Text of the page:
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Discussion in 'The Watering Hole' started by stillshunter, Feb 1, 2012.
This sounds a little scary for many of us who have photographed the often photographed
I think its more likely to become an issue if you make money off your photography: as in the case quoted, the infringement was by a company selling tea... Mind you, in looking at the two photographs, I think an appeal would be worthwhile. As I read the article I expected the two photographs to be effectively the same... but apart from the selective colour and location, they werent. Go figure.
I have to tell you on the side of enforcement of copyright infringement, way too many people and companies think nothing of stealing images, music, films and ideas and unless you have been the victim of this type of theft, it is hard to understand and feel the depth of the problem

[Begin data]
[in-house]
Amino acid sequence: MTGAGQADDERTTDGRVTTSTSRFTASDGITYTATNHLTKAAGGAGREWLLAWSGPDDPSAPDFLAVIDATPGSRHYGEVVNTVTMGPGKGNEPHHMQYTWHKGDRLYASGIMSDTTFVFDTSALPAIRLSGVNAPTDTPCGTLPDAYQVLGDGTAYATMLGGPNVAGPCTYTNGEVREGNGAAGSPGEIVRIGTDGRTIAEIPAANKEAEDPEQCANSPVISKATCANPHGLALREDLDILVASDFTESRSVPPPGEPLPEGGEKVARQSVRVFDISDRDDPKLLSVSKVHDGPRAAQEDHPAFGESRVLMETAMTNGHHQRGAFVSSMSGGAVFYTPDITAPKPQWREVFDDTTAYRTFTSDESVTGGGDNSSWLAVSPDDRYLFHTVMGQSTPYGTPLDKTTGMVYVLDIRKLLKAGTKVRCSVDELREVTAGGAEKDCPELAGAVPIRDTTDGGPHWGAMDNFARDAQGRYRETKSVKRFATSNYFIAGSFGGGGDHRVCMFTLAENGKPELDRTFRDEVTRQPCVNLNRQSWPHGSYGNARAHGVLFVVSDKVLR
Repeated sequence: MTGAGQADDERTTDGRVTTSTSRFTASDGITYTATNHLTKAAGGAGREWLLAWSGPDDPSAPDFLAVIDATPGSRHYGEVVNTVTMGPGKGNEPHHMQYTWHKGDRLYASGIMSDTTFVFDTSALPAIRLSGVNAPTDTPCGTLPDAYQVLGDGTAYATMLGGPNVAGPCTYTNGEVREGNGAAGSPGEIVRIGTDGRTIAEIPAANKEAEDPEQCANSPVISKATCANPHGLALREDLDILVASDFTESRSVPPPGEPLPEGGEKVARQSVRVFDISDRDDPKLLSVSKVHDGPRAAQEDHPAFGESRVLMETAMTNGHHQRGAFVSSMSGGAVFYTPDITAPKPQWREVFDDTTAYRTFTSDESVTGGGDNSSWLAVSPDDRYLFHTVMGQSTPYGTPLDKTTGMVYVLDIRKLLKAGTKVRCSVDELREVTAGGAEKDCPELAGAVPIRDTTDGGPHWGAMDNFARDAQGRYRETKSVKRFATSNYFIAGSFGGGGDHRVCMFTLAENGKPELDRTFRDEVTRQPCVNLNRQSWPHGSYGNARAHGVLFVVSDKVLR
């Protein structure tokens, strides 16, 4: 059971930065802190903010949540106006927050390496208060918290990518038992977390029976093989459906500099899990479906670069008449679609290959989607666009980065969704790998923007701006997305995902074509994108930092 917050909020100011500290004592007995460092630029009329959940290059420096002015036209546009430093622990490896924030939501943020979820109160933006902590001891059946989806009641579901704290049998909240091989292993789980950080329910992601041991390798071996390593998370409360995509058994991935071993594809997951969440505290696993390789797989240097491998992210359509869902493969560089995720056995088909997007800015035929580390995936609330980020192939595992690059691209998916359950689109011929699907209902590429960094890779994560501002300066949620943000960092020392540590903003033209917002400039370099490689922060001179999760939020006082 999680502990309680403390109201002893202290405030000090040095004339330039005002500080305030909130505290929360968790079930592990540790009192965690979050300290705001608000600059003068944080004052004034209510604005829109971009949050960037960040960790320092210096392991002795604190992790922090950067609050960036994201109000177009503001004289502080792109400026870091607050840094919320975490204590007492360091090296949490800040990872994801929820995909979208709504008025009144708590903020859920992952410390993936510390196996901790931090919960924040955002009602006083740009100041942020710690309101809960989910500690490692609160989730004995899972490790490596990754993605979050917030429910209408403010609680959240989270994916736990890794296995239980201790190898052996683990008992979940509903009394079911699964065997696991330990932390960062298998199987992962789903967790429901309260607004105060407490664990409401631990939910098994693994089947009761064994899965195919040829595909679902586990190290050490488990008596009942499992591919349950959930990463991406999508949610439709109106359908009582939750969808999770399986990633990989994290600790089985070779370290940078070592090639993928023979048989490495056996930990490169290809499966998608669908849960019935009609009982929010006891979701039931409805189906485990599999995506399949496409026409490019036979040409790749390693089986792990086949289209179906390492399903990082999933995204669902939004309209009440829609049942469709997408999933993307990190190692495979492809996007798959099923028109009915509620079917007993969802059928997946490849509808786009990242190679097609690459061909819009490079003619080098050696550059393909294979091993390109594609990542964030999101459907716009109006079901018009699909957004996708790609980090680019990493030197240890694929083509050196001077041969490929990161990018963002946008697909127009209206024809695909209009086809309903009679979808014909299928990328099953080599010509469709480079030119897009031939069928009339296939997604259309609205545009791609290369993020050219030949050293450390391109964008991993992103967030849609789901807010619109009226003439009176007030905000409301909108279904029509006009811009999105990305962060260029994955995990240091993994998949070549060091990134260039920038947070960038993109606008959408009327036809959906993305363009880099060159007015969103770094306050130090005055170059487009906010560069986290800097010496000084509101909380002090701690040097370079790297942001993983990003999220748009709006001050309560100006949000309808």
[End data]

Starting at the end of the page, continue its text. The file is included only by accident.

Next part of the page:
As I understand it they wanted to use the original image but didn't want to pay for it and so deliberately set out to recreate it. It wasn't a case of it happening to be similar.
that is the usual problem
You can copyright Big Ben?
If they wanted the same shot, the should have gotten the same shot. My God....did you people SEE the 2 shots? It's like the court ruled that no one else can use an image of a red bus on a black and white London street. If there is an appeal and they want to hire an international photography expert.....I'll need to be flown there and VERY well compensated
I've never had a photograph stolen (that I know of) but 10 years ago when I was doing a lot of "skinning" for various windows apps I had stuff knocked off left right and centre. It wasn't just copied. The original GFX were taken and, shall we say, repurposed. So I do get it.
OK, thats different. Deliberate? inexcusable. However, they failed, magnificently. Recreation? YIKES. FAIL!
This was posted on dpreview. I read the story and it doesn't seem as simple as it just a title suggests.
Similar, but not copied, image found to breach copyright: Digital Photography Review
Copy of court ruling:
Temple Island Collections Ltd v New English Teas Ltd & Anor  EWPCC 1 (12 January 2012)
I'm a U.S. citizen and I'm going to look at this from that point of view.